1. This site uses cookies. By continuing to use this site, you are agreeing to our use of cookies. Learn More.
  • Views: 237
    Vet's Journal, Entry #1 Nov 12, 2014

    I figured I'd start out my journal with a quote: "Death smiles at everyone, Marines smile back."

    It's been a while since I've been active on here, so I figured I'd update my journal. I've been really inactive due to school, work, and relationships. Mostly just a bunch of crap going on as usual, teachers giving me a hard time because of what I'm going to be doing with my life, trying to find a girl to be with who isn't more crazy than I am. Fighting for more hours at work, working two days a week is killer. I've been getting small paychecks and almost want to cry when bills come around because of it. Finally getting more hours since a night-shifter switched to day. I recently went to a surgeon to see if I had cancer, found out I didn't so super thrilled about that. Shipping out for the US Marines in Feb, so I'm just pushing myself more and more trying to get in better shape for it.

    Nov 10 was the Marine Corps Birthday, 239 years of the worlds most feared fighting force. Saluting that day, then Veterans Day brought back a lot of memories.

    1st Force Recon Company, 1st Recon BN; Location-Classified, Vietnam, 1965.

    I loved riding in helicopters, just watching the Charlies run around down on the ground below. Listening to the beauty of the .50 caliber raining hell upon them as I smoked a Cigar. Most guys who did that job, killed Vietcong daily, sometimes they were or weren't VC. But it was the same way with every job, you zapped them or they zapped you, simple as that. This wasn't going to be a normal helicopter ride to the LZ though, they shot back. Before I knew it I wasn't hearing the fire anymore and the chopper was spinning, holding on to whatever we could, we held on for dear life as it fell to the ground. I remember seeing the ground before I blacked out. I had no idea how long I was out, I didn't really want to find out. I checked the pilots, found them both to be dead. I found one of them still alive, Jerry he was a Sergeant, in my team to still be breathing, the chopper was laying on it's side. I put the kicker (radio) on my back, picked up a M60 and ammo for it, peaked out of the side and looked around at the surrounding woods. Of course we had to crash into a field, I couldn't have ever been lucky enough to land in the woods. I looked around to see if I could see any VC moving up on us, I don't know what they were waiting for.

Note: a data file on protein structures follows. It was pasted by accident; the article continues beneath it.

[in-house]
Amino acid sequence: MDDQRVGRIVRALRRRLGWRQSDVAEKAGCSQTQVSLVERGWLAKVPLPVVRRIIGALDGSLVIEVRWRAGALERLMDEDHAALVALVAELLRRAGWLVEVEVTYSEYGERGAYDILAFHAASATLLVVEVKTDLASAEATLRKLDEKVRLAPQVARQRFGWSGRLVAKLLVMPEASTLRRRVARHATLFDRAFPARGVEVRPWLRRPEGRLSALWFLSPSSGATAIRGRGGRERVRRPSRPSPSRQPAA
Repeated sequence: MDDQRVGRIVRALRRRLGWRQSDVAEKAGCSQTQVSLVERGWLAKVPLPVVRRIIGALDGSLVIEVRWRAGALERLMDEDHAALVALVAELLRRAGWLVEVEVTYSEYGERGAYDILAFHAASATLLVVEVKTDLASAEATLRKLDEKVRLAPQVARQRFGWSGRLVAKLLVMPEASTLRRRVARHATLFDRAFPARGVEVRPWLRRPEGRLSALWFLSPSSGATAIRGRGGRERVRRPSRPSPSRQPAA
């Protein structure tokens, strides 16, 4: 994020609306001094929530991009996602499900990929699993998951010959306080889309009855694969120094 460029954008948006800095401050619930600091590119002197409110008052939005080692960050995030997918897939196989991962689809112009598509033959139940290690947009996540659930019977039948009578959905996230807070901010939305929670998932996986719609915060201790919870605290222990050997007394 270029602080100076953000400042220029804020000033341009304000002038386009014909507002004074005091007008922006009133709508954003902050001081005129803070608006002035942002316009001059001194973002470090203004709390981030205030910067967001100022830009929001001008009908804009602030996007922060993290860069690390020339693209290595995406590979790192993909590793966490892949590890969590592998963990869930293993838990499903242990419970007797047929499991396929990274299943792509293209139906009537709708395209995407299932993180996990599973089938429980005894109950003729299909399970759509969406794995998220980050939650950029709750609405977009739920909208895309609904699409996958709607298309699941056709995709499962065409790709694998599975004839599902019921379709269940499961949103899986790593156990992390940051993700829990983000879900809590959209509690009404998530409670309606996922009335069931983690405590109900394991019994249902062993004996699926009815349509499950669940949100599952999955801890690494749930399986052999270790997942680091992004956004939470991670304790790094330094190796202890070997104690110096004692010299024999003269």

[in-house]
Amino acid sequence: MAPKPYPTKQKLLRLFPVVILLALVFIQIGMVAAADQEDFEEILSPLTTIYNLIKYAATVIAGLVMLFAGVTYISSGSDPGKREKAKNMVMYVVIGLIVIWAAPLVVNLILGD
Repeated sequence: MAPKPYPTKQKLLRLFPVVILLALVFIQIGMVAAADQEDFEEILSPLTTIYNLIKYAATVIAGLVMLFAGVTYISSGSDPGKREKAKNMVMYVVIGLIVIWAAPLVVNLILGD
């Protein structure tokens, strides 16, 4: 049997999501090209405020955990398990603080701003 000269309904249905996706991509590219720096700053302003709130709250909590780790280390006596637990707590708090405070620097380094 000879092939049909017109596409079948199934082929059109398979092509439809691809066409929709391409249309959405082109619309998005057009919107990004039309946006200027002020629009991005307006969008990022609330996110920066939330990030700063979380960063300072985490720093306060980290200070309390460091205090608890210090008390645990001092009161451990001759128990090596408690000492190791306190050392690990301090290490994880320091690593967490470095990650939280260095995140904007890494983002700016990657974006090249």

Knowing it was clear for only a moment, I began patching up Jerry. I managed to get him to wake up after shaking him for a while, it seemed like I was in the chopper for hours when it hadn't even been that long yet. Not long after he woke up we began taking fire from the woods. It was coming from where the bottom of the copper was facing. I gave him the kicker as I returned fire with the M60, then the whole damn woods lit up. Sounded like hail the size of baseballs were hitting the helicopter. I shot whenever I could, trying not to get my head blown off. I had gotten lucky, I peaked over to return fire and took one right in the helmet. It saved my life, I kept firing into the woods when I could until I ran out of ammo, by that point we were just waiting for the PJ's and other Marines to get there. Time was running out for us as they were coming to us, they started pouring in towards the chopper. I kept having to turn around and fire at them, I felt like a ballerina spinning in circles in there to shoot them as they got closer. Right before they were about to get within feet of the chopper the help finally got there, it felt like I had been there for days fighting them.

    We managed to get out of there, one of the PJ's laughed when he seen my helmet. "You are the luckiest guy I've ever met Staff Sergeant" is what he said to me. Unfortunately, Jerry wasn't as lucky. His internal bleeding was worse than the wounds on the outside, he bled to death on the chopper ride to base.

    Rest in Peace Jerry, Semper Fi.

    Some of you may be wondering why I called the Radio a "kicker" it's because they never worked. You could rewire the whole thing and it wouldn't work, but when you kicked it, they would start working. They were in service in the Marines all the way into the 90's.

    Thanks for reading! I'll be updating when I can.
You need to be logged in to comment